WILLIAMS, Ariz. — With the increase in precipitation this winter, city officials have been able to take their focus off the ongoing Williams water situation and begin the process of upgrading the city’s aging electric system.
According to Williams City Manager Skylor Miller, with the help of the Arizona Public Service Company (APS), steps are being taken to convert the old 4 kV system to the newer 12 kV system throughout the city.
“We have a somewhat antiquated system,” Miller said.
The city purchases power from APS which, along with city electrical contractor K.R. Saline, has advised the city to upgrade their system.
According to Miller, APS wants to upgrade the Williams current 4 kV system to the industry 12 kV standard which can carry more power because of a greater capacity. He said new 12 kV transformers are already in place at the Williams substation and the newer Kaibab substation.
He said the city has found with new development on Cataract Road and Garland Prairie Road, the capacity of the city’s older transformers are getting close to their maximum limit. He said it would be expensive to upgrade the lines so the city is shifting some of the load to new 12 kV lines the city already has in place.
“Each 4 kV line can only have so much on it,” he said.
Miller said each line has an actual load capacity and a design load capacity. He said the design load is the conservative figure that anticipates actual potential from every service.
“In reality you’re never going to hit that because every service is not making their load potential,” he said. “That would be every light on in the building with the heater and air conditioner running at the same time. You aren’t going to do it, but we want to make sure you have the capacity for it if you do.”
Miller said the development near Seventh Street brought the design load to its maximum potential on the feeder line in that area so the city is working to redistribute some of the users from that line to other lines while they do conversions.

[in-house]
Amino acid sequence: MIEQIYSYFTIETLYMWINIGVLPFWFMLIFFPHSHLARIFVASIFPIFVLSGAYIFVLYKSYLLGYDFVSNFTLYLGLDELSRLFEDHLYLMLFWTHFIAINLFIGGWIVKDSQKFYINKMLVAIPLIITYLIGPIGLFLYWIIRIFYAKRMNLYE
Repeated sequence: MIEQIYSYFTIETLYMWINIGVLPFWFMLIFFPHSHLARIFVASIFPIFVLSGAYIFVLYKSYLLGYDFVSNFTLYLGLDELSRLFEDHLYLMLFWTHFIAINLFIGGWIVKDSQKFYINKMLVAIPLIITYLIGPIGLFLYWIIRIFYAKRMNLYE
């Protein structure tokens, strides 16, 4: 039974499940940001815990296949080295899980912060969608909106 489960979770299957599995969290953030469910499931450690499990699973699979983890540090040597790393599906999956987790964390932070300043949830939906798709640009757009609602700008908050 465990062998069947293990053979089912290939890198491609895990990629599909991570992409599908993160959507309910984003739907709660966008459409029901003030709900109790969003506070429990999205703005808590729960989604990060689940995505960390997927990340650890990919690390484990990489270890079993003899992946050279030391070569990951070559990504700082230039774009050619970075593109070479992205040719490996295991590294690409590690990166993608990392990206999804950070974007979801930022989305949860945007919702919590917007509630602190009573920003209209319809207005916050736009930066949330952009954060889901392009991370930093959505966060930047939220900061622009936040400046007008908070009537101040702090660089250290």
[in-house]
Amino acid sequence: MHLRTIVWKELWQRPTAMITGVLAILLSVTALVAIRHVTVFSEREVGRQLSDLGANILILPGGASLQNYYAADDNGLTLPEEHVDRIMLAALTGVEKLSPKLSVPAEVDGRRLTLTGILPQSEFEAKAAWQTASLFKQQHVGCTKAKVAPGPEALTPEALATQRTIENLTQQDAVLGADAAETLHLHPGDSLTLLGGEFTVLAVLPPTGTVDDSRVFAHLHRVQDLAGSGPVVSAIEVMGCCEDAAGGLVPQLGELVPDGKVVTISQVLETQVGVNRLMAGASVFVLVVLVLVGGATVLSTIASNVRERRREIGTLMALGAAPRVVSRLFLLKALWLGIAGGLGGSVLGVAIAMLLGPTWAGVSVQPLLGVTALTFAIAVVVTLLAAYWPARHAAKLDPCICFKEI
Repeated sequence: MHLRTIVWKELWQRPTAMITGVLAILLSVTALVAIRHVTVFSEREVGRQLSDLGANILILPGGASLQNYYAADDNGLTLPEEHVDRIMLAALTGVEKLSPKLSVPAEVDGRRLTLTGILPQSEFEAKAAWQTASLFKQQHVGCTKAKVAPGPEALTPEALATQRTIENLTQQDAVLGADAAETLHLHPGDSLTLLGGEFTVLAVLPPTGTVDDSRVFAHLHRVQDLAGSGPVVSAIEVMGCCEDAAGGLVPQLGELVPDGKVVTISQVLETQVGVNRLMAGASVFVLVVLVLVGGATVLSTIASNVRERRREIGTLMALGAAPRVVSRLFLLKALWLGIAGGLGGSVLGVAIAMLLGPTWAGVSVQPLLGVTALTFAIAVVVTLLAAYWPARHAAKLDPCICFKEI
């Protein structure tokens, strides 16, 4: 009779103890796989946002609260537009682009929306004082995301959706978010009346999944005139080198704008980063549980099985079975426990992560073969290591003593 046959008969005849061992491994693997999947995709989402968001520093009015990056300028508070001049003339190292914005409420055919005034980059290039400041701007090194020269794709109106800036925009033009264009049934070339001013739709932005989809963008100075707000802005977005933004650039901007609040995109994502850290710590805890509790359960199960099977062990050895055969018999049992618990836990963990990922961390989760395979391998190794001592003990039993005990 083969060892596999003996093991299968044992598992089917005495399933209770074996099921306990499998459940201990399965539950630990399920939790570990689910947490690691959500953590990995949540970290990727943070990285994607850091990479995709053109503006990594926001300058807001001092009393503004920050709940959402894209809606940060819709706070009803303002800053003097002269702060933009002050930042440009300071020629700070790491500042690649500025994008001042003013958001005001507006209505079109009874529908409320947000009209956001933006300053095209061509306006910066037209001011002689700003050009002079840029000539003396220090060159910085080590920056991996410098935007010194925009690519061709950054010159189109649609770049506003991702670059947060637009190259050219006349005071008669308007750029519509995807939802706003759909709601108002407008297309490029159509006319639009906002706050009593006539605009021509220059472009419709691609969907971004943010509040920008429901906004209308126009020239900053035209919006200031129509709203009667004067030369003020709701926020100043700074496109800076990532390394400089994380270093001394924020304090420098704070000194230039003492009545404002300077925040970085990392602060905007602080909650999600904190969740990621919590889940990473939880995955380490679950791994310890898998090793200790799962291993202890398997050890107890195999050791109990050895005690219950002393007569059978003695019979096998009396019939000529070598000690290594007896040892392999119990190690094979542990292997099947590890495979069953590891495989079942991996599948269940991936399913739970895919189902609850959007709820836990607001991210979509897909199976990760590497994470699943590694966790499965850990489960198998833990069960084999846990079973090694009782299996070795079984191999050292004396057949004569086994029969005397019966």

“The city had already begun assessing where the needs were to do these improvements,” Miller said. “But we were seeing with the new hotels and brewery that we were quickly reaching our capacity on that line.”
Miller said by piecemealing the 4 kV lines to the 12 kV lines and redistributing loads, the city is steadily working toward a complete upgrade of the electrical system.
“It’s a misconception to call them Band-aids, because each one we do is the final fix,” he said. “We’re doing it in small sections at a time.”
Miller said the city requested a study by APS for a long-term distribution plan. He said APS has broken up the conversions into small projects.
“You look at cost and labor and it goes up over time, so the faster we can do this the better,” he said. “But still you have to do manageable pieces.”
Miller said the money for the project is coming from varied sources. He said some is coming from the general fund and some from revenue from the electrical service itself. Miller said the Garland Prairie project is a three year no interest loan from APS.
“We’re pretty good at managing cash flow and utilizing the funds we have to make these go through,” Miller said. “We couldn’t wait on these conversions.”
Miller said the city passed a line extension policy in the fall of 2015 that requires new development to pay for lines if their business requires extra capacity, however, many of the new businesses on Cataract Road were grandfathered in before the new policy was implemented.
Miller said residents and businesses won’t notice a difference with the new lines, but the upgrades will allow future development to occur without affecting current users.
He said the city has two conversions going on right now. The first is taking users off the Williams 12 line and putting them on the Kaibab. The second conversion will be shifting the wastewater treatment plant, Grand Canyon Railway maintenance shop and other users near Ellen Way off a feeder line and redistributing them to another.
“So the end goal is to get everybody, every service in the city up to 12 kV,” he said. “Our physical limitation is not only funding but also getting a line from the 12 kV substation to these areas to supply them with the new standard.”
Miller said city employees have known for a while that infrastructure upgrades were imminent.
“The city goes through cycles trying to manage improvements and maintenance of its infrastructure,” he said. “For the last several years the hot bed issue has been water so there have been funds diverted to bolster that. Now its electrics turn.”